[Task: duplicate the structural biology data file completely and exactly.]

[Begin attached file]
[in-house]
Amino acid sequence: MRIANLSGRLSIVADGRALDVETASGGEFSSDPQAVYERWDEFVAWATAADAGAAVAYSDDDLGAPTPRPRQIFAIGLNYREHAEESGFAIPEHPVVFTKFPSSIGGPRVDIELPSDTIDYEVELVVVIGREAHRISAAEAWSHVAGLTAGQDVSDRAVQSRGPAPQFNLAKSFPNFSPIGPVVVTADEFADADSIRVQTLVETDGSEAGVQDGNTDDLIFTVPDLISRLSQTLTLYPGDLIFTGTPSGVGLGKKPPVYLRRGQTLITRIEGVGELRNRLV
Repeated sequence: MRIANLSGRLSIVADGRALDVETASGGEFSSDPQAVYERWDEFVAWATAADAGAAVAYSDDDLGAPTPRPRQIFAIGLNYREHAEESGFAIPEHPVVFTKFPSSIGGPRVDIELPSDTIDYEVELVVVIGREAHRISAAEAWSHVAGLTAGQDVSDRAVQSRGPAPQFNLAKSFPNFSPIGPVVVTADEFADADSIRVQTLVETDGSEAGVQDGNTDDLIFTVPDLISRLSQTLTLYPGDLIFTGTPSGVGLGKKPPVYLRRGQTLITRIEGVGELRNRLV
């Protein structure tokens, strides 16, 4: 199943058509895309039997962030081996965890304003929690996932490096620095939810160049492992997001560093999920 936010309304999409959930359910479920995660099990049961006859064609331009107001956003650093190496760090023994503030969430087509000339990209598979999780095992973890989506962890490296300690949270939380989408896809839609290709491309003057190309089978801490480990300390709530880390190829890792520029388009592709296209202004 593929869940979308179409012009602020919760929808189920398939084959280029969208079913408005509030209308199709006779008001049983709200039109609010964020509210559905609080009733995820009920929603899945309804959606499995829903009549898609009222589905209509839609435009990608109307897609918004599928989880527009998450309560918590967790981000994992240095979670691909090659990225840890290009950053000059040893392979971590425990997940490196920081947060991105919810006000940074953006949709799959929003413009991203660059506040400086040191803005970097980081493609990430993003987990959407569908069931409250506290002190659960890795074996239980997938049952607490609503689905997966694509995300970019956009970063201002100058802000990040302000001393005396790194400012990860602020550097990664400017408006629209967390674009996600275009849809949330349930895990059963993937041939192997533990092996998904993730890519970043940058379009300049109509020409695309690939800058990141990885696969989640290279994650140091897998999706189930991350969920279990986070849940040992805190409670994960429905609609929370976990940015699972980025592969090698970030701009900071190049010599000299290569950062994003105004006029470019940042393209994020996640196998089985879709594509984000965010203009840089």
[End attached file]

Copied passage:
[in-house]
Amino acid sequence: MRIANLSGRLSIVADGRALDVETASGGEFSSDPQAVYERWDEFVAWATAADAGAAVAYSDDDLGAPTPRPRQIFAIGLNYREHAEESGFAIPEHPVVFTKFPSSIGGPRVDIELPSDTIDYEVELVVVIGREAHRISAAEAWSHVAGLTAGQDVSDRAVQSRGPAPQFNLAKSFPNFSPIGPVVVTADEFADADSIRVQTLVETDGSEAGVQDGNTDDLIFTVPDLISRLSQTLTLYPGDLIFTGTPSGVGLGKKPPVYLRRGQTLITRIEGVGELRNRLV
Repeated sequence: MRIANLSGRLSIVADGRALDVETASGGEFSSDPQAVYERWDEFVAWATAADAGAAVAYSDDDLGAPTPRPRQIFAIGLNYREHAEESGFAIPEHPVVFTKFPSSIGGPRVDIELPSDTIDYEVELVVVIGREAHRISAAEAWSHVAGLTAGQDVSDRAVQSRGPAPQFNLAKSFPNFSPIGPVVVTADEFADADSIRVQTLVETDGSEAGVQDGNTDDLIFTVPDLISRLSQTLTLYPGDLIFTGTPSGVGLGKKPPVYLRRGQTLITRIEGVGELRNRLV
């Protein structure tokens, strides 16, 4: 199943058509895309039997962030081996965890304003929690996932490096620095939810160049492992997001560093999920 936010309304999409959930359910479920995660099990049961006859064609331009107001956003650093190496760090023994503030969430087509000339990209598979999780095992973890989506962890490296300690949270939380989408896809839609290709491309003057190309089978801490480990300390709530880390190829890792520029388009592709296209202004 593929869940979308179409012009602020919760929808189920398939084959280029969208079913408005509030209308199709006779008001049983709200039109609010964020509210559905609080009733995820009920929603899945309804959606499995829903009549898609009222589905209509839609435009990608109307897609918004599928989880527009998450309560918590967790981000994992240095979670691909090659990225840890290009950053000059040893392979971590425990997940490196920081947060991105919810006000940074953006949709799959929003413009991203660059506040400086040191803005970097980081493609990430993003987990959407569908069931409250506290002190659960890795074996239980997938049952607490609503689905997966694509995300970019956009970063201002100058802000990040302000001393005396790194400012990860602020550097990664400017408006629209967390674009996600275009849809949330349930895990059963993937041939192997533990092996998904993730890519970043940058379009300049109509020409695309690939800058990141990885696969989640290279994650140091897998999706189930991350969920279990986070849940040992805190409670994960429905609609929370976990940015699972980025592969090698970030701009900071190049010599000299290569950062994003105004006029470019940042393209994020996640196998089985879709594509984000965010203009840089």